Written by Doug Crouch
Bill Mollison outlined numerous factors that comprise our global climate in his book A Designer’s Manual, which is a relevant topic of discussion these days (2013). I present this here with the intention to better understand the cyclical nature of our climate and that it is bigger than just CO2.
While we play a vital role in our climate these days, still volcanism could trump any of our CO2 efforts quite quickly. Thus below are a series of pics that reflect the interconnecting factors that give us the mosaic behind temperate and tropical climates, wet and dry, deserts and rain forests on the bigger, macro scale.
One of these factors is how the sun, moon, and earth interact with each other. Our moon is known for pulling more moisture onto the earth and the tides being greater at times of fullness. I have seen farm births –animals and humans alike– that have been literally pulled (at high tide moment) out of their mothers womb on the full moon. I also have personally witnessed disease issues in seedling trays on full moons and dry season rains on the full or new moon. On a bigger scale and through careful observation over the years, I have also witnessed the following: the hurricanes, that become large shapers of succession in this country (Katrina, Sandy, …), have a run up to the full moon. Their growth seems spurred by the moon itself at times.
The Sun–Earth interaction with the Earth’s peculiar tendency to move in numerous directions at once produces climate patterns. When the earth revolves, it produces days of sun and nights of darkness. When it rotates or tilts –in combination with its helical motion around the sun– seasons are produced and varying day lengths are associated. The sun is not a static being and the earth itself coils around the sun as it moves through our Milky Way Galaxy. Watch this video for a very brief explanation of it all.
The combination of the three motions that the earth shows in the graph above are what is refered to as original motion by Viktor Schauberger, an Austrian Forester and keen pattern recognizer. The last one we will touch on more below but it refers to the magnetic core of the earth. The combination of the three produces free energy, in a sense, which the earth is not connected to any fossil fuel electrical grid yet has an electrical grid boast.
The gaseous combination of the Earth’s atmosphere is the most commonly talked about factor of our climate. It is not just CO2 that forms this very special envelope that gives us a blanket affect for life to flourish on Earth. One of the factors that gives life on this Blue Planet is that there is very little temperature fluctuation on any given day. This is due to the fact that we have multiple layers of gases formulated in way to refract light and insulate. Essentially space is cold and dark and it is this cloak that gives us light and warmth. Our constant release of methane, CO2, and other gases alter this combination and may indeed be changing our climate. This is due –in my belief– to the rate at which it is happening; fast and furious extraction and combustion of fossil fuels.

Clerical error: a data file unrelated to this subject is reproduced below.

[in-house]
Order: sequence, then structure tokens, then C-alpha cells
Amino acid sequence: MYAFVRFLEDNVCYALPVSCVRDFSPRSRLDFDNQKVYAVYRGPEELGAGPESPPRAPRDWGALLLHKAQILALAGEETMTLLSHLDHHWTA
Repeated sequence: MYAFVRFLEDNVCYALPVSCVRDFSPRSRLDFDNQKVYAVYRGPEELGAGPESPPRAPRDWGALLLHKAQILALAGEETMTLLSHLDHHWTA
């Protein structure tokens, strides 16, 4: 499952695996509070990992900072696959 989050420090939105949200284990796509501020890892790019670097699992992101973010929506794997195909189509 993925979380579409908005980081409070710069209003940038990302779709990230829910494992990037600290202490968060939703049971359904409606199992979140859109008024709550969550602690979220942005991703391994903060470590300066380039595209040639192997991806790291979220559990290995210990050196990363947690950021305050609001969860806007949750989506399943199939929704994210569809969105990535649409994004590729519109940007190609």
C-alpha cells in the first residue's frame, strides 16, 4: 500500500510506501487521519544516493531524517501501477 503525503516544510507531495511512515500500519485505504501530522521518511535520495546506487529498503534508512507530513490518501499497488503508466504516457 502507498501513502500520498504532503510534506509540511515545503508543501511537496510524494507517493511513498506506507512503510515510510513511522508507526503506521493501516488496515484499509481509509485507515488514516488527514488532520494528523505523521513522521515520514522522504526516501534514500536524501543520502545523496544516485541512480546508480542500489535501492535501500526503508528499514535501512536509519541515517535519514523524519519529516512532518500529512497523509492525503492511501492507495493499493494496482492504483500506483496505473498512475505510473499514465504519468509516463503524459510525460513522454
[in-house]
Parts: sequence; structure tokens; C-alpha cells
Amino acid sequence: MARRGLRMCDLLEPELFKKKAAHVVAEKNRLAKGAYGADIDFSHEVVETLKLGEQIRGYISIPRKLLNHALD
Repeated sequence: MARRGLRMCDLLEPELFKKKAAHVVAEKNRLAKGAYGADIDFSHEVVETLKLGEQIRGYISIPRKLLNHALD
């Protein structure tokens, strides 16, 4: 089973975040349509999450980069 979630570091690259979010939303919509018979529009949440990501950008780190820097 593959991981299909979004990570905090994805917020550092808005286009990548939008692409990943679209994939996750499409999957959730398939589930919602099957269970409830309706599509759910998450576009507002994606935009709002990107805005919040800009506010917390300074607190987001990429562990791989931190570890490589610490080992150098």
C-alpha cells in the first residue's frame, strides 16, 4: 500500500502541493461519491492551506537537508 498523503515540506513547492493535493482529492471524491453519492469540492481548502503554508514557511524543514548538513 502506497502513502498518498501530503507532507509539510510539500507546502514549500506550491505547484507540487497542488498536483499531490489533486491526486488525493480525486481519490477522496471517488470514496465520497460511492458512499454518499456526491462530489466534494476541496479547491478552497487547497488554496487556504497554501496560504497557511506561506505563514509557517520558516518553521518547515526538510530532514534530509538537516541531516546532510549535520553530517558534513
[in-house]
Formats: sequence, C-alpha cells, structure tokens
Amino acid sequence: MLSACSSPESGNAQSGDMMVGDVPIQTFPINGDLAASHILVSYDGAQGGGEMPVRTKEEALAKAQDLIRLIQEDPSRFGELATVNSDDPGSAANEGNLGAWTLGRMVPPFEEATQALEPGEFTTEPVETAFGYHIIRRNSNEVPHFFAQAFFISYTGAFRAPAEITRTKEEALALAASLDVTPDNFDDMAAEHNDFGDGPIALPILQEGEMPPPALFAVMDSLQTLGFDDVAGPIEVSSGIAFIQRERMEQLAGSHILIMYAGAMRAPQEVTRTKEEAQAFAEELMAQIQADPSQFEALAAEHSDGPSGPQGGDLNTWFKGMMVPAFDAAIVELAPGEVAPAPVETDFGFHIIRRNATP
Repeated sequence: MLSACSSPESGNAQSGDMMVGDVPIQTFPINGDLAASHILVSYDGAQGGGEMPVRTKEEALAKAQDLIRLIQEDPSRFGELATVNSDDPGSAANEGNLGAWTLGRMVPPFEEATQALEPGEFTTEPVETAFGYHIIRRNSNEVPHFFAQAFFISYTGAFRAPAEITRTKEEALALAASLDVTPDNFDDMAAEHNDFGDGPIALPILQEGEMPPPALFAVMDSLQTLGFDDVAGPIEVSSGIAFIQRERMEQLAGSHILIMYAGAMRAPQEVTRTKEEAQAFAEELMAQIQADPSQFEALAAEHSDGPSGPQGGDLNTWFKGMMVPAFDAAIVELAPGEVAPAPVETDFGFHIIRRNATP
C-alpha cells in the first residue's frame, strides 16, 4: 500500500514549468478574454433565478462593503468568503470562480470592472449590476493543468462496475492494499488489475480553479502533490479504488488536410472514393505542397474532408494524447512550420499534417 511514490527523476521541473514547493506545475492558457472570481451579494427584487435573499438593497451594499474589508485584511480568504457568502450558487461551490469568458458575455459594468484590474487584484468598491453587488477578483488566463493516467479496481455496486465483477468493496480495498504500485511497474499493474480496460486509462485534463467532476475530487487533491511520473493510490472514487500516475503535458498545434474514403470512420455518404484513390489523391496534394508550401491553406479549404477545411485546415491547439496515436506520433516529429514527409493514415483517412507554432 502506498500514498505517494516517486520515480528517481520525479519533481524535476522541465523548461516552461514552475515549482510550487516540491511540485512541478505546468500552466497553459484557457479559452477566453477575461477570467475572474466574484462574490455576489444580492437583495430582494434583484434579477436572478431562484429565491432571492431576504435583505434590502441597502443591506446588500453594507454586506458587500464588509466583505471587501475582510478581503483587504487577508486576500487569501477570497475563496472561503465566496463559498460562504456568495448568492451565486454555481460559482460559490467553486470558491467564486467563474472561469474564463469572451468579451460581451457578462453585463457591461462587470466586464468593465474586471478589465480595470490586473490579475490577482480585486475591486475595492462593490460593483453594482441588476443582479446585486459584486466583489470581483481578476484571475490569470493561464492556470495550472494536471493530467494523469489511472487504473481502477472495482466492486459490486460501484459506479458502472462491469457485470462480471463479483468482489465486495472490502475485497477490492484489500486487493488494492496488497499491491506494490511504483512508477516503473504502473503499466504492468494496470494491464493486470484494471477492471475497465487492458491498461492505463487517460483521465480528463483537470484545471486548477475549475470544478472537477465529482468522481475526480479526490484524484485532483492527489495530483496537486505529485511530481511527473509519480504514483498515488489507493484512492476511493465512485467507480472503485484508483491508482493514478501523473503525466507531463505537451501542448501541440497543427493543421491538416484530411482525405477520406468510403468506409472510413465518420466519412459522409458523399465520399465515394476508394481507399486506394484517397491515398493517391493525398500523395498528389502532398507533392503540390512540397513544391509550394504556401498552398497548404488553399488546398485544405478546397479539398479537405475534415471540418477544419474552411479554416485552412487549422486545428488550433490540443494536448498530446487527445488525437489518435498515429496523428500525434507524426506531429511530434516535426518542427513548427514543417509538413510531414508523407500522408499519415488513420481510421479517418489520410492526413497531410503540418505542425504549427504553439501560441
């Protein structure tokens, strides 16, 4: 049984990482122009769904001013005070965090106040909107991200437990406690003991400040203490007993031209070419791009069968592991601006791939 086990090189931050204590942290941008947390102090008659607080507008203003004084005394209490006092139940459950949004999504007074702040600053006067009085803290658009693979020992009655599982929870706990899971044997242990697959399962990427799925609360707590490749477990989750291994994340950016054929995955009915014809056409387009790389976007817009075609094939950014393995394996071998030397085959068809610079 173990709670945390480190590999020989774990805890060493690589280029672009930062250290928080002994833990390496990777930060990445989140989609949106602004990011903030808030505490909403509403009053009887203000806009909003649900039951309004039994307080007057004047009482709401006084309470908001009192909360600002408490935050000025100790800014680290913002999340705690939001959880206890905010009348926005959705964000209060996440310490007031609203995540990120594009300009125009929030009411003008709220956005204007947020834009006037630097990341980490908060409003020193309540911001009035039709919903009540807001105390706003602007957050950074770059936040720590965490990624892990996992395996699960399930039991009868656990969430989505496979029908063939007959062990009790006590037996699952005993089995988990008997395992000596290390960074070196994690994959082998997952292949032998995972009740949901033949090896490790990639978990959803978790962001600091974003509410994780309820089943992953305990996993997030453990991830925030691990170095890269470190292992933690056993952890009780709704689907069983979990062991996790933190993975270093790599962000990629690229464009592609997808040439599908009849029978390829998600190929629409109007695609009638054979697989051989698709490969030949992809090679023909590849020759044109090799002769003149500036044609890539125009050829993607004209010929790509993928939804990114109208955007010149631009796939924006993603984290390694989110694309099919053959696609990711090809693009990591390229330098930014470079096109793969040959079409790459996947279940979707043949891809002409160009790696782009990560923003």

Our climate’s regular patterns are being altered due to our land use and environmental policies. When we cut trees down, we alter the flows of energy on Planet Earth as they are large pumps of energy. This also releases CO2 into our atmosphere and sometimes even methane, depending on the context. This can also be said of agriculture as we either have the ability to waste away carbon reserves with tillage or help to sequester it through keyline sub-soiling or rotational grazing.
Furthermore, as the illuminated world map shows below, our wasteful practice of leaving lights on at night, reveals the industrial nation’s reliance on a fossil fuel based technology. Our extraction of this stored sunlight from Earth reserves and its subsequent combustion unlocks a myriad of materials beyond CO2 that we need to worry about. It, however, does alter the gaseous composition of the earth atmosphere and is a worrisome trend.
Also volcanism is a major player in the Earth’s climate as the last mini ice age in Europe was caused from this factor about 700 years ago. It alters the gaseous composition of the Earth’s atmosphere by sending giant plumes of ash and gas upward. Essentially our climate could be altered at any second with the advent of a volcano such as the Icelandic one that disrupted air travel a few years back to Europe.
An often forgotten factor of the Earth’s climate is the relationship between our magnetic core of the planet and the solar flares that are constantly bombarding the Planet. In order to deal with such intense radiation, our Planet creatively designed a “force field”, so to speak, for the incoming energies to be able to deflect the intense storms from the sun. These storms are of unimaginable power and have even been known to break down telecommunications systems. Our climate is impacted by these storms and of course our polar magnets.
In combination, all of these factors have contributed to the creation of a mosaic that we can see below. While complex, it is a series of interconnected factors that adjust to create a balance that helps create and maintain Earth’s planetary life systems. Patterns –both short and long– are fabricated in a way that gives resilience and feedback to its inhabitants.
There is a chance that the Earth and the intelligence of the Universe is using humans to pump more greenhouse gases into the atmosphere because solar flares will be lessening. We simply don’t know.
Bartholomew, A. (2003) Hidden Nature: The Startling Insights of Viktor Schauberger.
Mollison, B. (1981) Permaculture: A Designers Manual. Sisters Creek, Tasmania, Australia. Tagari.
Written by Doug Crouch
Header Art by Anita Tirone